With the New Year upon us not only do we have to break the habit of writing 2019, when we really mean 2020, but the dawn of a new decade also creates a unique opportunity for scam artists.

When the year 2020 is abbreviated on official forms and documents, those looking to exploit unsuspecting people can easily manipulate those numbers and leave people open to fraud.

For example, a document dated 04Jan20 can easily be changed to 04Jan2021 by adding two numbers at the end.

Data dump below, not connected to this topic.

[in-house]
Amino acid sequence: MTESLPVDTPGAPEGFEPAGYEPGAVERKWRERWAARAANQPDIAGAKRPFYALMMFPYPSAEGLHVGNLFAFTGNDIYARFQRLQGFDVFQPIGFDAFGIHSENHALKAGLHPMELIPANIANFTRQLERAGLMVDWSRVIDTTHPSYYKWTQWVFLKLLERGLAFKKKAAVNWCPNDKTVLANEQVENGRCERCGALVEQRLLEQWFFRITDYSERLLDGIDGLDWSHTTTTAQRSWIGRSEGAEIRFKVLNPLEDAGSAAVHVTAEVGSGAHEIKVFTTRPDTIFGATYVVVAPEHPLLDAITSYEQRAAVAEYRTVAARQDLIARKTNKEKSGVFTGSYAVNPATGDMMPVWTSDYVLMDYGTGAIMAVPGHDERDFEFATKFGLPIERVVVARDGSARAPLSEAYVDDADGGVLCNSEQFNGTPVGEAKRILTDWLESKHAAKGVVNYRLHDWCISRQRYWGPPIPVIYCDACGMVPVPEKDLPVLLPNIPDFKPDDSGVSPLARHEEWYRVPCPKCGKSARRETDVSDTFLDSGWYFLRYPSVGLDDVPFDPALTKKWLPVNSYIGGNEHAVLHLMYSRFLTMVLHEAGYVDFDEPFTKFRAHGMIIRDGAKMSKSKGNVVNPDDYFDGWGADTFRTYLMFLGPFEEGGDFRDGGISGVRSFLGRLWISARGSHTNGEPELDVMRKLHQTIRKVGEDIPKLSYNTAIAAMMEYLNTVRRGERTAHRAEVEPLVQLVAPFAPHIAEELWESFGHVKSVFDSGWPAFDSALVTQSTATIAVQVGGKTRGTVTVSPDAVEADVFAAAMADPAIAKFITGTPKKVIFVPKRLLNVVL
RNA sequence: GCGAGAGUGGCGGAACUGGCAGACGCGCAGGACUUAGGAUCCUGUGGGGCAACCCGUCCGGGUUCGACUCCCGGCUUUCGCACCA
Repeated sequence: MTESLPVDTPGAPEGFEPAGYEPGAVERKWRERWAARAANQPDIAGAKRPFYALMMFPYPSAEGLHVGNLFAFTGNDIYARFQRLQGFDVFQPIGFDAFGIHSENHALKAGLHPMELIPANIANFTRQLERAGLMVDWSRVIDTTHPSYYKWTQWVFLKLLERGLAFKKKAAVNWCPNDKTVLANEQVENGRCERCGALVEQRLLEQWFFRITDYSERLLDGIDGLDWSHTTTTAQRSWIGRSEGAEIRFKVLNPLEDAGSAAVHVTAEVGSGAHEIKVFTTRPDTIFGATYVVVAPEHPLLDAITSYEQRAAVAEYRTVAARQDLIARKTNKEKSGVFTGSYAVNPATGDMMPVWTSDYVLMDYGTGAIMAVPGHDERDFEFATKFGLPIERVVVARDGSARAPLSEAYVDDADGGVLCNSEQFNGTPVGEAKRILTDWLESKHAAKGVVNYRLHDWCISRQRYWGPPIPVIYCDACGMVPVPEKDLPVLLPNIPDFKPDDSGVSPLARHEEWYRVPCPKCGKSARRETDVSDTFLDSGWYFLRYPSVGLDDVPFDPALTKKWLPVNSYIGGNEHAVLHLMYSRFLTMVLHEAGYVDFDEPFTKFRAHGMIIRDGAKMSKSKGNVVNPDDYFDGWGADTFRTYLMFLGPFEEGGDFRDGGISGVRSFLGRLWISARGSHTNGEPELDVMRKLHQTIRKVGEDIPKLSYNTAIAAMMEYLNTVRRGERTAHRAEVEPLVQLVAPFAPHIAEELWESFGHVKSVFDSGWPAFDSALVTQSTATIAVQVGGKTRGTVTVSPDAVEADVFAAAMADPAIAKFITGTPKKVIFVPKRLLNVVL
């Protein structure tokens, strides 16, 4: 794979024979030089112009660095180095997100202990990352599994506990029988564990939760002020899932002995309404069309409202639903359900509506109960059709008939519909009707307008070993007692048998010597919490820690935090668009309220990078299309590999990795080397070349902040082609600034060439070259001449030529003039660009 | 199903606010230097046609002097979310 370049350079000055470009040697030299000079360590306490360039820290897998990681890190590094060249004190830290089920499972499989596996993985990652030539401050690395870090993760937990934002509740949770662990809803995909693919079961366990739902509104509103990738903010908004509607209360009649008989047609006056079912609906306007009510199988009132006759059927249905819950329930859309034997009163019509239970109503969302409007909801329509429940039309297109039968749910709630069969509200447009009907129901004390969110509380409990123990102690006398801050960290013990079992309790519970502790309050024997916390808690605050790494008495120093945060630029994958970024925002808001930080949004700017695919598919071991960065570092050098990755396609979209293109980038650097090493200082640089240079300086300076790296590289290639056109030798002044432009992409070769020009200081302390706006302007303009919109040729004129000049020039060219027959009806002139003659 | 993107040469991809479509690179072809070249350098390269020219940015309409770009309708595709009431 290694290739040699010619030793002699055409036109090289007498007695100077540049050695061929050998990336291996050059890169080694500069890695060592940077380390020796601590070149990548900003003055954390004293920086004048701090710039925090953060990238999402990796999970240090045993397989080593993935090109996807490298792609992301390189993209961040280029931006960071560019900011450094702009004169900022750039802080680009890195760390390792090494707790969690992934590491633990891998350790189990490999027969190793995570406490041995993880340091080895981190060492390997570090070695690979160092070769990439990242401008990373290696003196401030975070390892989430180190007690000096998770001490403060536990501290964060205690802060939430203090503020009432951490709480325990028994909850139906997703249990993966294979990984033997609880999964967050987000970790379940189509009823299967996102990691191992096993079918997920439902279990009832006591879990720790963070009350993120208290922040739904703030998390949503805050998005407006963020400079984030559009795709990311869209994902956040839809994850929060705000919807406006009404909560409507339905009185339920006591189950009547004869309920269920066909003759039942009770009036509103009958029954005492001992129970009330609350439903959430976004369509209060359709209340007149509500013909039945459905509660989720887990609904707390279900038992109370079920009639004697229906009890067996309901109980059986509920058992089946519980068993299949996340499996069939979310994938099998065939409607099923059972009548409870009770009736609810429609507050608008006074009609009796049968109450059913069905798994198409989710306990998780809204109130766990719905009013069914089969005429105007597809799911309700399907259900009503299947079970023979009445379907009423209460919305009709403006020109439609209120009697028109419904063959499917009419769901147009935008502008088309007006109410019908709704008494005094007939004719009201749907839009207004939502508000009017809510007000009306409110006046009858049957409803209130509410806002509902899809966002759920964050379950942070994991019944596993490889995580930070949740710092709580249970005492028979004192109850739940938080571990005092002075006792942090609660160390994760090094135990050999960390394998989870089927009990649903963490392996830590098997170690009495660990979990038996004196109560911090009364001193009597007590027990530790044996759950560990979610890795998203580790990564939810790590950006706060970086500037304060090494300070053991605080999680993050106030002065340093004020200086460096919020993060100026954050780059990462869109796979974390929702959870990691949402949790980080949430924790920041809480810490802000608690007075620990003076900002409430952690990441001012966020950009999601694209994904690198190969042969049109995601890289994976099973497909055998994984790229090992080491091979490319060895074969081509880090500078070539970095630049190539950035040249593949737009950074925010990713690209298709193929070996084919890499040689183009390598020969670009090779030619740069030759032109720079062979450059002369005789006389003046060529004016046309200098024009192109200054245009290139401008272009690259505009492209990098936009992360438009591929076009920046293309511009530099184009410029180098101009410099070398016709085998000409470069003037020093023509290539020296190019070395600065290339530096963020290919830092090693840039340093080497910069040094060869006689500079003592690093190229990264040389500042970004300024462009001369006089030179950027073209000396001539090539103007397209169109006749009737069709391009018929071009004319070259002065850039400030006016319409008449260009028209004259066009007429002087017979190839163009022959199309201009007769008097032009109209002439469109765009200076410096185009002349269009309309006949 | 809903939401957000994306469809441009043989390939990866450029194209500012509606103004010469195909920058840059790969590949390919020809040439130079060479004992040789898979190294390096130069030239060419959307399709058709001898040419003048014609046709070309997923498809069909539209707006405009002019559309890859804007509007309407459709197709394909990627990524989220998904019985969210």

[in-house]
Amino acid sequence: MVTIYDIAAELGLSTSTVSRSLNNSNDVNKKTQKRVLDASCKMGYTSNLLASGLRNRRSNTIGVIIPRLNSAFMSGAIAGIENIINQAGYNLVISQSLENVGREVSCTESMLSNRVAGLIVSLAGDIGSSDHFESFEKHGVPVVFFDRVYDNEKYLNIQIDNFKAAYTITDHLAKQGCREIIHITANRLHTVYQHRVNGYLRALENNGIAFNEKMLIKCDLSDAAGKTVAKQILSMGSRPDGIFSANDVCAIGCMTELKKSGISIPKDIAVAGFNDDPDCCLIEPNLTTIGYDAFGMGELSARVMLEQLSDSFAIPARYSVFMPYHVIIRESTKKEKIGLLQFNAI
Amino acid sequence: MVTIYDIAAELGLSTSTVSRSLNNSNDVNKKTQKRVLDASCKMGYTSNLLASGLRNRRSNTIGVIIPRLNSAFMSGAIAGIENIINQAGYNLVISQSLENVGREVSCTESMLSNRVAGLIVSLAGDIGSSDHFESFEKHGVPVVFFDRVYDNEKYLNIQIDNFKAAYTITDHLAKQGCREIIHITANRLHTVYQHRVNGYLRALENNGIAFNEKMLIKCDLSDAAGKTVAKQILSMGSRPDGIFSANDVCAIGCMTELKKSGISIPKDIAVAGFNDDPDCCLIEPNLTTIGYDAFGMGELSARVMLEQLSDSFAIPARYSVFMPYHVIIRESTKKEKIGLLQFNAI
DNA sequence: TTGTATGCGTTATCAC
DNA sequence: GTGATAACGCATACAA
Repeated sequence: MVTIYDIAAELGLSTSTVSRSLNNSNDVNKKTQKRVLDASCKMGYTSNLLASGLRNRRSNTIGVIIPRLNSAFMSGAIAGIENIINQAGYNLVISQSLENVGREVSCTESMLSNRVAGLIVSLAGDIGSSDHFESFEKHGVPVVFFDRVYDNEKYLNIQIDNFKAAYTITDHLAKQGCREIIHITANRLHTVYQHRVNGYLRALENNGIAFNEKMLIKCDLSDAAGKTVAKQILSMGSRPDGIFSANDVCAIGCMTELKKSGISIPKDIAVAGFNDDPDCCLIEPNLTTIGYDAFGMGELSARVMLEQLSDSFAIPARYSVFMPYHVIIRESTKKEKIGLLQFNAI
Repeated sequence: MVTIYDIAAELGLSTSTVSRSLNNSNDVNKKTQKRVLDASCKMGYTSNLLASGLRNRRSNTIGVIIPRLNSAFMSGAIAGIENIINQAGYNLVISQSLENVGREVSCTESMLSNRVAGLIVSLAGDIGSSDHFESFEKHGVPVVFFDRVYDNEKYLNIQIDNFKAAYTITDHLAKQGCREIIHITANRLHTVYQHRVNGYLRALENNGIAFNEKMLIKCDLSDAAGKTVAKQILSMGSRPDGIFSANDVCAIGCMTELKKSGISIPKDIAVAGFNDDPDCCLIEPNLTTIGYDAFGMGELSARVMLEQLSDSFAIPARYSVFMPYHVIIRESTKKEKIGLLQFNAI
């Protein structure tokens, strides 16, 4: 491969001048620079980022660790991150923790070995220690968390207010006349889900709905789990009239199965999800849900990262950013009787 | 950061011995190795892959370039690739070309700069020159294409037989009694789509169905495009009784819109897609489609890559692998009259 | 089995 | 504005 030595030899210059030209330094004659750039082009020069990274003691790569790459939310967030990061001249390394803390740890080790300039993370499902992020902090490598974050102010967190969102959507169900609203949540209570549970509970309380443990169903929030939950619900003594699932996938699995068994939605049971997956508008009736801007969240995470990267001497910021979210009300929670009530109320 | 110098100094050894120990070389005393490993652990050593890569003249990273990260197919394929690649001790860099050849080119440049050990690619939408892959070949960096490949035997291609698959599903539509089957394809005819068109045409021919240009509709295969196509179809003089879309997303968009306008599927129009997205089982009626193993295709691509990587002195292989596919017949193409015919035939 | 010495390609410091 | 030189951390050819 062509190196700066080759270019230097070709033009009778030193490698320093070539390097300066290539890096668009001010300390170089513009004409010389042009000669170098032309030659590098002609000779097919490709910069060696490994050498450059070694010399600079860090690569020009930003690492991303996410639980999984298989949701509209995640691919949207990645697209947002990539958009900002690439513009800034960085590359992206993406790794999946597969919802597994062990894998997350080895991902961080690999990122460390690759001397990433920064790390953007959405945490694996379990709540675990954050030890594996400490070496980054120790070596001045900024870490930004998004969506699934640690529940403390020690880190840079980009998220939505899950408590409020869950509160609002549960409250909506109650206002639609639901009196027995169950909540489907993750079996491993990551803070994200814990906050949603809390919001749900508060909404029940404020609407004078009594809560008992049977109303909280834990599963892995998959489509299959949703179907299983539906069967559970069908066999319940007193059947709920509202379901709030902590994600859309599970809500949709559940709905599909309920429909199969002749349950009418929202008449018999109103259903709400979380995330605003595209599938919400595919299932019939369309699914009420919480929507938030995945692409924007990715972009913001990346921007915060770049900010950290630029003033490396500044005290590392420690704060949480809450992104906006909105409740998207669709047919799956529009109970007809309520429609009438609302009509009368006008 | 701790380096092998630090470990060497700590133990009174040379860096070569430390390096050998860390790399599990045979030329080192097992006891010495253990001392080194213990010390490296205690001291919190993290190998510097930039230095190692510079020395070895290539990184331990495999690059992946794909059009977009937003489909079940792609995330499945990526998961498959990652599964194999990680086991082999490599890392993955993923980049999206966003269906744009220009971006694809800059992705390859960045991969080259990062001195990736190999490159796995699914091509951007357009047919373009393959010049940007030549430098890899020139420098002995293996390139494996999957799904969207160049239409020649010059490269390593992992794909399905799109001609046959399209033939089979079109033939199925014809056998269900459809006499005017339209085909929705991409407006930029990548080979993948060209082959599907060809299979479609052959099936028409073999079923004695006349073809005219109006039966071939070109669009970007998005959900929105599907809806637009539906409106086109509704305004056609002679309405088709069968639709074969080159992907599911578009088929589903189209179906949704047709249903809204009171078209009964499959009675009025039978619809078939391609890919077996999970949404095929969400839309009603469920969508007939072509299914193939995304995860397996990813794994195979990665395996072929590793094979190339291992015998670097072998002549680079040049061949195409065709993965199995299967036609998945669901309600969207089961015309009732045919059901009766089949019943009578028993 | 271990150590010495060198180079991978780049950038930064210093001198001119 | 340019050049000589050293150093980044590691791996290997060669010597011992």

There are several ways this could pose a problem. Perhaps a stale dated cheque (a cheque dated over six months in the past and therefore not negotiable) can be manipulated by adding two numbers to the abbreviated date and the cheque is no longer stale dated.

Another possible scenario would be if a person signed a loan document and the date was 04Jan20. If you happened to miss a couple payments and the lender goes to collect the debt, a dishonest lender could add 19 to the abbreviated date and potentially argue that you owe more than a year’s worth of payments.

It’s better to be safe than sorry!

Excerpts from https://www.cnn.com/2020/01/04/us/dont-abbreviate-2020-date-fraud-trnd/index.html

 

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